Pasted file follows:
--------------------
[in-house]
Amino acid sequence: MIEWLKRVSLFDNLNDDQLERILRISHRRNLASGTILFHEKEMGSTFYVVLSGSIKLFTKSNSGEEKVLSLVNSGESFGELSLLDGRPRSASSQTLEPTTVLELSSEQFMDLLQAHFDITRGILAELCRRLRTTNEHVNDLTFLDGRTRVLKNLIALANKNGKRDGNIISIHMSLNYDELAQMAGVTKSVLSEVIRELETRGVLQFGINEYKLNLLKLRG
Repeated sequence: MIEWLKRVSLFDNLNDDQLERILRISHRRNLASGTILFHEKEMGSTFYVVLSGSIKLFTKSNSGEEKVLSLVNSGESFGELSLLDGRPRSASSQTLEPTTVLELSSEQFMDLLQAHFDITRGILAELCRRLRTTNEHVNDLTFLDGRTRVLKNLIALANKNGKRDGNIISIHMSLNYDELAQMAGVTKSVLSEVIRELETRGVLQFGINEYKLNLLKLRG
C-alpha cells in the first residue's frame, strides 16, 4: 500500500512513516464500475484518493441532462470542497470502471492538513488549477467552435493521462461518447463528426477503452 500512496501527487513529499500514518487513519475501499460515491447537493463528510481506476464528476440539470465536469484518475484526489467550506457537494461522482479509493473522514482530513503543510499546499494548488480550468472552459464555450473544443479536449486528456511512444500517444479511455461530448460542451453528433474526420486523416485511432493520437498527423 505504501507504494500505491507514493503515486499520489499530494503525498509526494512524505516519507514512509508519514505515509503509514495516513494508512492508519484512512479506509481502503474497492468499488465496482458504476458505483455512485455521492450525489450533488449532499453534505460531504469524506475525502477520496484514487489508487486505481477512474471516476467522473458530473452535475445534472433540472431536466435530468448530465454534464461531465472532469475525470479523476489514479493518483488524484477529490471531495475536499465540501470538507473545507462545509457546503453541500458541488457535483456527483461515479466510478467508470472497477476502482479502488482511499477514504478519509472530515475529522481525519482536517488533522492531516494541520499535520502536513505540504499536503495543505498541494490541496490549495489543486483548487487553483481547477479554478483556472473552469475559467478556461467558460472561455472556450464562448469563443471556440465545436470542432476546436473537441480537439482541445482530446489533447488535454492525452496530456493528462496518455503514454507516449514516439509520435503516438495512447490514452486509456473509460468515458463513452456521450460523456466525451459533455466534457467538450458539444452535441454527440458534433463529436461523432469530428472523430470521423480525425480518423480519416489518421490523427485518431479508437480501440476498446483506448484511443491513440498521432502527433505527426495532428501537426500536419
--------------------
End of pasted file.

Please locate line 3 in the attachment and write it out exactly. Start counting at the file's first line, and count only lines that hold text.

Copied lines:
Repeated sequence: MIEWLKRVSLFDNLNDDQLERILRISHRRNLASGTILFHEKEMGSTFYVVLSGSIKLFTKSNSGEEKVLSLVNSGESFGELSLLDGRPRSASSQTLEPTTVLELSSEQFMDLLQAHFDITRGILAELCRRLRTTNEHVNDLTFLDGRTRVLKNLIALANKNGKRDGNIISIHMSLNYDELAQMAGVTKSVLSEVIRELETRGVLQFGINEYKLNLLKLRG